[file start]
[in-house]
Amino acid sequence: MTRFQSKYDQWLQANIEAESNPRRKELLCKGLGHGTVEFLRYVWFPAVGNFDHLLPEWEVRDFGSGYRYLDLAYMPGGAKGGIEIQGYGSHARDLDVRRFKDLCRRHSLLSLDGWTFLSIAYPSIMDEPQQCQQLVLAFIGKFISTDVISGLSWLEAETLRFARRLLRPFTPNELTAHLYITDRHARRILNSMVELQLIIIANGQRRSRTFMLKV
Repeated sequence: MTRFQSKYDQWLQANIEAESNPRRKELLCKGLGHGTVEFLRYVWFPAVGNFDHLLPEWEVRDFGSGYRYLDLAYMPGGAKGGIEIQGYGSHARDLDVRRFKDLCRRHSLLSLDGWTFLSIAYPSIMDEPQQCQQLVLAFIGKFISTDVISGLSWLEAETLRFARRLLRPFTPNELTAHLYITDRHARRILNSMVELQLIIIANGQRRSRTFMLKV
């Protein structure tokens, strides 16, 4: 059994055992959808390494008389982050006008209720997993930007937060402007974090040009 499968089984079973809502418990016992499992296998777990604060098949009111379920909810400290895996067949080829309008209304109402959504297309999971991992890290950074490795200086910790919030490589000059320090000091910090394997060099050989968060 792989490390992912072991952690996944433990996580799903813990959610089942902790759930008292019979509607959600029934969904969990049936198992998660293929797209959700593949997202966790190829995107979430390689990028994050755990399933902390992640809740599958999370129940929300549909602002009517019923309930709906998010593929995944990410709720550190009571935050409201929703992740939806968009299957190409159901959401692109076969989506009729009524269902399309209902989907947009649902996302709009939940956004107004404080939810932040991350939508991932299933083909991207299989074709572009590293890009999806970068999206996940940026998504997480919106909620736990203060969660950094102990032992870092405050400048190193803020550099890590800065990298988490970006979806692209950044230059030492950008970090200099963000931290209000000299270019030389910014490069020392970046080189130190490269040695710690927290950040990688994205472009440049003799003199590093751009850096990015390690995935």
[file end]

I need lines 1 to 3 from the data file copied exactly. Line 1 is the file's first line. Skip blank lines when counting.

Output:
[in-house]
Amino acid sequence: MTRFQSKYDQWLQANIEAESNPRRKELLCKGLGHGTVEFLRYVWFPAVGNFDHLLPEWEVRDFGSGYRYLDLAYMPGGAKGGIEIQGYGSHARDLDVRRFKDLCRRHSLLSLDGWTFLSIAYPSIMDEPQQCQQLVLAFIGKFISTDVISGLSWLEAETLRFARRLLRPFTPNELTAHLYITDRHARRILNSMVELQLIIIANGQRRSRTFMLKV
Repeated sequence: MTRFQSKYDQWLQANIEAESNPRRKELLCKGLGHGTVEFLRYVWFPAVGNFDHLLPEWEVRDFGSGYRYLDLAYMPGGAKGGIEIQGYGSHARDLDVRRFKDLCRRHSLLSLDGWTFLSIAYPSIMDEPQQCQQLVLAFIGKFISTDVISGLSWLEAETLRFARRLLRPFTPNELTAHLYITDRHARRILNSMVELQLIIIANGQRRSRTFMLKV